Terrorists Threaten Europe from Balkan Safe Haven

The turning of a blind eye in certain, select cases has produced some strange anomalies in the global war on terror. debkafile‘s counter-terror experts note some striking instances.
The most recent was the case of the North Korean cargo vessel, intercepted by a Spanish warship on terrorist patrol in the Arabian Sea on December 10, and found to contain 12 dismantled Scud-type Scud missiles well concealed under 40,000 bags of cement. The vessel was boarded by US explosives experts. The communique reporting the incident stated that the missile cargo’s destination was “unknown” – possibly Yemen or al Qaeda, but not Iraq.
The odd thing is that, while the North Korean vessel was expected, it was not allowed to dock at its port of call and thus solve the mystery of its destination.
The likely reason for this omission is simple: Yemen is a valuable ally in the US-led coalition against international terrorism. Its government allows US special forces to hunt al Qaeda fugitives on its soil. At the same time, on the side, Yemen is also deep in arms trafficking. The Red Sea republic has grown into a key under-the-counter Middle East-East Africa center for buying, selling – but mostly smuggling, weapons of war. The North Korean freighter was stopped before it reach port – both to prevent the cargo from reaching the wrong hands and so as not to land the helpful Yemeni authorities in hot water.
Prague is another case in point. President George W. Bush, in the Czech capital last month for an important NATO conference, which was dedicated inter alia to international cooperation for the stamping out terror, was prevented by a terrorist alert from going to Radio Liberty studios for a scheduled interview. The interview took place in his hotel room. Similarly, Israeli tourists flocking to Prague were cautioned last week to be on guard against an active terrorist danger.
debkafile‘s counter-terror experts stress that the threat does not come from distant lands but from next door, the Balkans. There, as in Yemen, the blinkers are on.
Take the case of Macedonia.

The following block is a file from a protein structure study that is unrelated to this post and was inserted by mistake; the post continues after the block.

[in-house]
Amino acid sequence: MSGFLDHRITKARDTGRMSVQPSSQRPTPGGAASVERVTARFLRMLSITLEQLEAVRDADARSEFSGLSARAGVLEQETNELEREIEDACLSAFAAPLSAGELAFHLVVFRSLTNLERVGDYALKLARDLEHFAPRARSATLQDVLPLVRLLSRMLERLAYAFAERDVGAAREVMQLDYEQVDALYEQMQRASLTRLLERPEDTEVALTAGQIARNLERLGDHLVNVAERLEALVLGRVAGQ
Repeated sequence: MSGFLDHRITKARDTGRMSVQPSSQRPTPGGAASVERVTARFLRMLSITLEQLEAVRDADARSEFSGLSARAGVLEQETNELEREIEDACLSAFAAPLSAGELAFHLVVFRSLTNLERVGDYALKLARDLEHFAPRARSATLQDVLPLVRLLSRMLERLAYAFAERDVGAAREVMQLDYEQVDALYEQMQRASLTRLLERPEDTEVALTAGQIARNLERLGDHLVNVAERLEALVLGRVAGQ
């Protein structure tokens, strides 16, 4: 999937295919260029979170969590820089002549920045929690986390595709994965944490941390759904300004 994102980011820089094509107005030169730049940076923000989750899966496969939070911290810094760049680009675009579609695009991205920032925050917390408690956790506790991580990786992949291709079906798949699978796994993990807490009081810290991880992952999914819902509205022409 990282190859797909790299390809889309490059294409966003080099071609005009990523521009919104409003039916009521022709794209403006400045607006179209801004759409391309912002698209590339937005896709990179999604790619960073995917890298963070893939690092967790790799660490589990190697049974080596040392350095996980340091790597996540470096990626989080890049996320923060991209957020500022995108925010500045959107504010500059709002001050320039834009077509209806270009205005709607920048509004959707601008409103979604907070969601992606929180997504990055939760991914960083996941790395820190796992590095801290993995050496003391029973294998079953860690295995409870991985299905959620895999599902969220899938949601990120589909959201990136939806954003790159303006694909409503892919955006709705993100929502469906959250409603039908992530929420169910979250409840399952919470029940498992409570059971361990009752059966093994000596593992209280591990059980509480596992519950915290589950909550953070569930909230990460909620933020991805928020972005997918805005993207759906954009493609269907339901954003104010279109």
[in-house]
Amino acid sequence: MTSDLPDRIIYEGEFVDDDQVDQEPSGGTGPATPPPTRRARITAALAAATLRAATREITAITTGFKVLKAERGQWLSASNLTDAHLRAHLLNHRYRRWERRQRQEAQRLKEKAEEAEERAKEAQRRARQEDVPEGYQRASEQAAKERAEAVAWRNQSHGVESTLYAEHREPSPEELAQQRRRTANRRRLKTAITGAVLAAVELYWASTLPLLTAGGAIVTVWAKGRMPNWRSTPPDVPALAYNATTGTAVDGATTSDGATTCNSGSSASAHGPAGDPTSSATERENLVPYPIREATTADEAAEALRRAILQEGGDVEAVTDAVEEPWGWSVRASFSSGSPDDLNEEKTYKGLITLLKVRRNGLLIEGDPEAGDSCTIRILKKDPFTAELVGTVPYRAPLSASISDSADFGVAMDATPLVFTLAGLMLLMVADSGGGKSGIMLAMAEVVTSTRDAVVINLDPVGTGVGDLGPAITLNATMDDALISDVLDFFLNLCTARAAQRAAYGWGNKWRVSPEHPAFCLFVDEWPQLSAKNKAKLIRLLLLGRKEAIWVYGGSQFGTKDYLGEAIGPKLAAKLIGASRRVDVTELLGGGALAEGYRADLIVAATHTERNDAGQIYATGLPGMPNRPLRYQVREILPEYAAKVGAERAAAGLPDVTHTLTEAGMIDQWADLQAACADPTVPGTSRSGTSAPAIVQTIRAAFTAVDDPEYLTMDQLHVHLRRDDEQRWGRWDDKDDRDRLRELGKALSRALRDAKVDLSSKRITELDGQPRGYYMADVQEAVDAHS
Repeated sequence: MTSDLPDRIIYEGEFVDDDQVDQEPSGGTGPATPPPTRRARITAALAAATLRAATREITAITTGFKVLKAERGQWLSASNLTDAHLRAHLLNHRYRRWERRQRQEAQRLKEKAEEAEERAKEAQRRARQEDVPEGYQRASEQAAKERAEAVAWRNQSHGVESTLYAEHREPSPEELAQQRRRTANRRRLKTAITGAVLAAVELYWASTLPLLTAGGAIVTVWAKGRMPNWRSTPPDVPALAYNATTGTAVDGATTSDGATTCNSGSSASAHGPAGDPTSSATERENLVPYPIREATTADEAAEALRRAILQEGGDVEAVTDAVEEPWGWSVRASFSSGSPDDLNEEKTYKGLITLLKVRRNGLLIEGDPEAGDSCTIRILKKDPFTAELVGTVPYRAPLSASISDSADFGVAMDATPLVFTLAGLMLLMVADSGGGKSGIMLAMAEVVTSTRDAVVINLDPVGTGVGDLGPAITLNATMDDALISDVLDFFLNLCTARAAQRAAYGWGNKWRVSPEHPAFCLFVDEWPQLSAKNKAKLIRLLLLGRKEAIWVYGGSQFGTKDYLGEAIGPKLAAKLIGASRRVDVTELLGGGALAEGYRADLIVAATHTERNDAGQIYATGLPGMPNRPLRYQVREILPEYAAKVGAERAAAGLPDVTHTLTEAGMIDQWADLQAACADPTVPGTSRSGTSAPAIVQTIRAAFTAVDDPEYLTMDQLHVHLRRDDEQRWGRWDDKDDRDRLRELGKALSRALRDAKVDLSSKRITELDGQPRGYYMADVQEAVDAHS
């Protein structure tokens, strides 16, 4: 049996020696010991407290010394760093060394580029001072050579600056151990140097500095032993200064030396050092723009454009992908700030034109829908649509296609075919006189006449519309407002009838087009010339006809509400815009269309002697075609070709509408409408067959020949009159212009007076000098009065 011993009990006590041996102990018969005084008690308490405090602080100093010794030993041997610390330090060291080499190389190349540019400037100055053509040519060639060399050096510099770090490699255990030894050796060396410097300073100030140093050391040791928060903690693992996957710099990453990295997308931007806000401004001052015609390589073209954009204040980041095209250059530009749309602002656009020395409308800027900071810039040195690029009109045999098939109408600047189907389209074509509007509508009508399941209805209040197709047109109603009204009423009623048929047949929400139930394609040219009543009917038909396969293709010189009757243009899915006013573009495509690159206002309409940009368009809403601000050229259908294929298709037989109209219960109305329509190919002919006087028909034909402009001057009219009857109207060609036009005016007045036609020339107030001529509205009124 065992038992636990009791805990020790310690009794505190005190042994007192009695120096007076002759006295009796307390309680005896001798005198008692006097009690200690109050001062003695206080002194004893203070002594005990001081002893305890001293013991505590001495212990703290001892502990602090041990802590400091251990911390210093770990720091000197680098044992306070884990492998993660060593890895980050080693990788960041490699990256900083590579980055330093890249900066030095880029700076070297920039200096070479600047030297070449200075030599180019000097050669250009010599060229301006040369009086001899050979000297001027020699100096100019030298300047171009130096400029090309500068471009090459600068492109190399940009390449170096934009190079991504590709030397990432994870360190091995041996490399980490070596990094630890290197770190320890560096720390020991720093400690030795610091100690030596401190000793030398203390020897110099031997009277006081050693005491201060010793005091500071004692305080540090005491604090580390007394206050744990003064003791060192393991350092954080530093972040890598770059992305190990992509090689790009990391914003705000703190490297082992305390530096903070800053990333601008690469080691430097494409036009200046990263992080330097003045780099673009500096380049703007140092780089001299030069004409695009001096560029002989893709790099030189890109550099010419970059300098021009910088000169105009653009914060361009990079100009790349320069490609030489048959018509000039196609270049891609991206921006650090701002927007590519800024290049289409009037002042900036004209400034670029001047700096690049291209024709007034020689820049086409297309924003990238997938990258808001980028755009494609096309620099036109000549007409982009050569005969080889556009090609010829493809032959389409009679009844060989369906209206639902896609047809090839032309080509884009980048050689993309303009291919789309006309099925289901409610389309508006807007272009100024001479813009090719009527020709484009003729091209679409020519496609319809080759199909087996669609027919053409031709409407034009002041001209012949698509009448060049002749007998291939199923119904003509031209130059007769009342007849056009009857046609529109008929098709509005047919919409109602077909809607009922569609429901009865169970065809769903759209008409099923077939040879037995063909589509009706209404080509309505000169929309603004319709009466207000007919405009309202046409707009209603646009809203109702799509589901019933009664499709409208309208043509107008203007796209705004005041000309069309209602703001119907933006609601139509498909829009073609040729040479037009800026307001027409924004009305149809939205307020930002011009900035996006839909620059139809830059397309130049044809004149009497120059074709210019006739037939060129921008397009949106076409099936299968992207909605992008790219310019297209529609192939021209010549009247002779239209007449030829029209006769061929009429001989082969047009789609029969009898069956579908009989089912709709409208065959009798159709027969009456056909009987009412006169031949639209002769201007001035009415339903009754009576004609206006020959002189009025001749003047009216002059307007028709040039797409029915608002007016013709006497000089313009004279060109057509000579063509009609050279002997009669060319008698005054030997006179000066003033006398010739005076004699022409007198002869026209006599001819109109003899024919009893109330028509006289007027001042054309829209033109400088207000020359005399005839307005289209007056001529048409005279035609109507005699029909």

All Skopje has become accustomed to seeing a 45-year old man clad in a long white robe and flak jacket pushing his cart around the food shelves of the big Vero department store almost every Wednesday or Thursday of the week. Two hand grenades are stuck in the jacket’s front pockets and a Kalashnikov automatic rifle slung across his back. Most of Vero’s customers and staff know him to be one of 30 wanted top al Qaeda and Hizballah operatives hiding in the Crna Gora mountains north of the capital, near the Kosovo border. The Macedonian army and NATO forces policing the Kosovo Macedonia frontier have thrown out an extensive dragnet for their capture. Yet none of the hunters has ever waylaid the frequent shopper or followed him to his hideout.
Again, the reason is simple. Those 30 terrorists are under the protection of Ali Ahmeti, formerly a key commander of the National Liberation Army (NLA), who went into national Macedonian politics by running for election on September 15 at the head of the new Albanian Democratic Party. The European Union-brokered Ohrid peace accord, signed in 2001 to halt ethnic Albanian insurrectionist violence, provided for its ringleader to enjoy a power sharing arrangement in Macedonia. In return, he pledged to renounce civil strife and turn his back on organized crime and his Islamist terrorist associations.
Ahmeti was also supposed to hand over the names of the 30 terror chiefs hiding in the hills.
The Albanian rebel chief, since gaining his seat in parliament, has not honored a single one of his promises. He did not disarm his militia and, while handing over 30 names, which still have to be checked, he claimed he never agreed to their detention.
Moreover, since the signing of the Ohrid accord, the guerrilla leader turned politician has opened the door wide to Osama bin Laden’s al Qaeda and allied terrorist groups from the Middle East. Neither Macedonian police officers nor international peacekeepers dare venture into parts of Tetovo and most of the villages strung along Macedonia’s western frontier. The coalition of Islamist terrorists who rule that area pose a rising threat of extremist Muslim penetration to other parts of former Yugoslavia and their European neighbors, while turning Macedonia into their launching pad for terrorist attacks across Europe.
However, the European governments who brokered the accord are restraining NATO and Macedonian forces from going after the al Qaeda and Hizballah leaders, fearing the Macedonian government will fall and the country revert to civil bloodshed between Macedonian Slavs and militant Albanians.
In any case it might be too late for a limited operation. Local Skopjans report that the 30 wanted men have multiplied, joined in their Crna Gora mountain enclave by a small army of some thousand fighting men, who can be heard practicing in the use of automatic weapons, grenades and explosives.
Al Qaeda’s reach from Skopje to Karachi, southern Pakistan, was highlighted on December 5, when the Macedonian honorary consulate building was blown up. The bodies of three Pakistanis were found, all murdered before the explosion. Their deaths are regarded as revenge for the deaths of seven Pakistanis suspected of plotting terrorist attacks on Western embassies in Skopje on behalf of al Qaeda. Macedonian police hunted them down last April and killed them in a gun battle north of Skopje.

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